paint.setARGB(150, 0, 0, 0);
            // show text to the right of the icon
            canvas.drawText("SINGLE", ptScreenCoord.x, ptScreenCoord.y + 30,
                    paint);
        }
    }

    public static boolean isWithin(Point p, MapView mapView) {
        return (p.x > 0 & p.x < mapView.getWidth() & p.y > 0 & p.y < mapView
                .getHeight());
    }
}
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what is mOverlays? What i need to declare it as? –  Shrikant Sep 3 '12 at 9:01
    
It's the overviews that you get through your MapView, e.g., MapView.getOverlays(). Note that this code is real sloppy, and you should convert the ArrayLists to primitive arrays to get a massive performance boost. –  Maarten Sep 8 '12 at 8:44

Assuming your markers are grouped together in an ItemizedOverlay you could create a method which was called when the map was zoomed. This would compare pixel co-ordinates of each marker to see if they overlap and set a flag. Then in the draw method you could draw either the grouped marker or individuals;

Something like:

    //this would need to be wired to be called when the mapview is zoomed
    //it sets the drawgrouped flag if co-ordinates are close together
    Boolean drawGrouped=false;
    public void onMapZoom(MapView mapView){
      //loop thru overlay items
      Integer i,l=this.size();
      OverlayItem item;
      Integer deltaX=null,deltaY=null;
      Projection proj = mapView.getProjection();
      Point p=new Point();
      Integer x=null,y=null;
      Integer tolerance = 10; //if co-ordinates less than this draw grouped icon
      for(i=0;i<l;i++){
         //get the item
        item=this.getItem(i);
       //convert the overlays position to pixels
        proj.toPixels(item.getPoint(), p);
        proj.toPixels(item.getPoint(), p);
        //compare co-ordinates
        if(i==0){
            x=p.x;
            y=p.y;
            continue;
        }
        deltaX=Math.abs(p.x-x);
        deltaY=Math.abs(p.y-y);

        //if the co-ordinates are too far apart dont draw grouped
        if(deltaX>tolerance || deltaY>tolerance){
            drawGrouped=false;
            return;
        }
        x=p.x;
        y=p.y;
      }
      //all co-ords are within the tolerance
      drawGrouped=true;
    }

    public void draw(android.graphics.Canvas canvas, MapView mapView, boolean shadow){
        if(drawGrouped==true){
            //draw the grouped icon *needs to be optimised to only do it once
            drawGrouped(canvas,mapView,shadow);
            return;
        }
        //not grouped do regular drawing
        super.draw(canvas, mapView, shadow);
    }
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Thanks I'll give this a try. I could see it getting kinda slow if there are thousands of markers, but I guess theres no better way. I was hoping there was some api support that I've over looked –  NSjonas Oct 20 '11 at 16:55

What you are looking for is usually called clustering. There are common techniques to do this, you can refer, for example, to this SO question, it leads to this post.

The basic idea is to divide the map on squares based on the current zoom level (you can cache calculations based on the zoom level to avoid recalculation when the user starts zooming), and to group them based which square they belong to. So you end up having some sort of grouping based on zoom level, ie for level 1-5 just draw the markers, for level 5-8 group them in squares of 20 miles, for 9-10 in squares of 50 miles, and so on.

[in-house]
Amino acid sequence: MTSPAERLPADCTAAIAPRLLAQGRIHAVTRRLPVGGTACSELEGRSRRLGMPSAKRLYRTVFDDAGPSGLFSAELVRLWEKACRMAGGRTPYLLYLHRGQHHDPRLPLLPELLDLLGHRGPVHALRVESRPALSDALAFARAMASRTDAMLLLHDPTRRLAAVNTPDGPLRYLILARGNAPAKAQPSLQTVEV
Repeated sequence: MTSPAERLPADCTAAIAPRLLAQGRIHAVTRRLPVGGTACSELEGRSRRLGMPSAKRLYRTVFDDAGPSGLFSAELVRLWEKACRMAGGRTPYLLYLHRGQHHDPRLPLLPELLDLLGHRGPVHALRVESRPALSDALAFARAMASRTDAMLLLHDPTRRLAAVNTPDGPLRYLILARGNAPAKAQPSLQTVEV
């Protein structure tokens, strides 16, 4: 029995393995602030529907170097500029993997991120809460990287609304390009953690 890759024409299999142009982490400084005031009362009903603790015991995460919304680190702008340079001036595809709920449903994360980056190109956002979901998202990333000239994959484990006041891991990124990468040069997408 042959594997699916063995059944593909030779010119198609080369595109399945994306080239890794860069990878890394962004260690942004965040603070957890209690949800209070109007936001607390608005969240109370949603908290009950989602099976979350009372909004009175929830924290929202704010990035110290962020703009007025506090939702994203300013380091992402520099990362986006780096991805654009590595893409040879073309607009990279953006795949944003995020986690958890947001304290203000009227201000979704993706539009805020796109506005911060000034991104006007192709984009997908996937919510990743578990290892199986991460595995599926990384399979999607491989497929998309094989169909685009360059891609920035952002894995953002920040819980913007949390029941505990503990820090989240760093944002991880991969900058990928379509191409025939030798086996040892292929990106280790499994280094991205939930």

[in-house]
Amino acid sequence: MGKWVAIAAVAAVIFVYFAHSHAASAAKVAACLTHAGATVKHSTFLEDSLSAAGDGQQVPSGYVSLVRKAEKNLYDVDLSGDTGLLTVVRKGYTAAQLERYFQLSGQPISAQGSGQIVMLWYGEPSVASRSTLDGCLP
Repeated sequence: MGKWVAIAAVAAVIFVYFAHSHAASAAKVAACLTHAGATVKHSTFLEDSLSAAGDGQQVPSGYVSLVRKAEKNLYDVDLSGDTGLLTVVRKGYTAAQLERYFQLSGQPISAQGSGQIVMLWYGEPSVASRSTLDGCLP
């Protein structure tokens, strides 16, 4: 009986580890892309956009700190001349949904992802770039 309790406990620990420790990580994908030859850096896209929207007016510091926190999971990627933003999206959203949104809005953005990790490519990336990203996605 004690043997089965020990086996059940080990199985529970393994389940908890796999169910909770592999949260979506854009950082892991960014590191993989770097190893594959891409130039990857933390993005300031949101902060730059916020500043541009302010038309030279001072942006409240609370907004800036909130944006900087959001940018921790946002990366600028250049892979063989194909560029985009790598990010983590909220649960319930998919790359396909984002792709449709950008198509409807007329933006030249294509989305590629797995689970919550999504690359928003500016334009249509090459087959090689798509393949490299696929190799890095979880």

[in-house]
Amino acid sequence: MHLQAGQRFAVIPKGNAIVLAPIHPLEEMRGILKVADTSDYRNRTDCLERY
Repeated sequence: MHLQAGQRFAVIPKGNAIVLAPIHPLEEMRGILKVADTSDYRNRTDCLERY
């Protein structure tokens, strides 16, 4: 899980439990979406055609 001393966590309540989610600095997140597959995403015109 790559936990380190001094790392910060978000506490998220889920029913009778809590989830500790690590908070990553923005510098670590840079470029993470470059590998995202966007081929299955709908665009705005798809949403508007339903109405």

Here is another relevant question on SO that you may want to take a look, not sure about the performance of this though: Android Maps Point Clustering

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thanks, really good information. I had to give the bounty to CygnusX1 because he had already gone through the trouble of writing out this solution as I asked –  NSjonas Oct 25 '11 at 17:28

If your markers are grouped, you'll have a fair idea at what zoom level you should be displaying individual markers or the group marker e.g. zoom level > 17 then display individual markers, otherwise display the group marker. I used code something like this in my ItemizedOverlay to change my markers:

@Override
public void draw(Canvas canvas, MapView mapv, boolean shadow)
{       
    int zoom = mapv.getZoomLevel();

    switch(zoom)
    {
        case 19:
            setMarkersForZoomLevel19();
            break;
        case 18:
            setMarkersForZoomLevel18();
            break;
        case 17:
            setMarkersForZoomLevel17();
            break;
        case 16:
            setMarkersForZoomLevel16();
            break;
        default:
            // Hide the markers or remove the overlay from the map view.                
            mapv.getOverlays().clear();
    }       

    area.drawArea(canvas, mapv);

    // Putting this call here rather than at the beginning, ensures that
    // the Overlay items are drawn over the top of canvas stuff e.g. route lines.
    super.draw(canvas, mapv, false);        

}


private void setMarkersForZoomLevel19()
{       
    for (JourneyOverlayItem item : mOverlays)
    {               
        item.setMarker(areaPointIcon48);            
    }
}

If its possible to have the individual markers in a collection, you could easily get the largest and smallest latitude and longitude and the difference between them will give you the latitude and longitude span (this could then be used to zoom to the span to show the group of markers). Divide the spans by 2 and you should have the centre point for placing the group marker.

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What exactly do you mean by grouped. My markers are all on the same ItemizedOverlay. –  NSjonas Oct 24 '11 at 22:55
    
Yes, but you could have your marker geopoints contained in a few collections e.g. if you have lots of markers in the top left quadrant of the map, these could be in 1 collection and then its easier to identify a central point. Alternatively, divide your map into sectors and have a collection for each sector. –  John J Smith Oct 25 '11 at 8:18

This is the approach that I used. However, it's O(n^2).

The pins must be sorted based on prominent.

Pick pin with the highest prominent. Look at all pins around it. Absorb pins near that pin.

Then move on to the next highest prominent pin. Do the same. Repeat.

Simple.

Things get complicated if you move the map around, zooming in, zooming out, and you want to ensure that the new pins are not being redrawn. So you check each cluster if they have to split during zoom in, and then you check each cluster if they have to merge during zoom out. Then you remove pins that's gone and add new pins. For every pin you add, you check whether they should join a cluster or form their own cluster.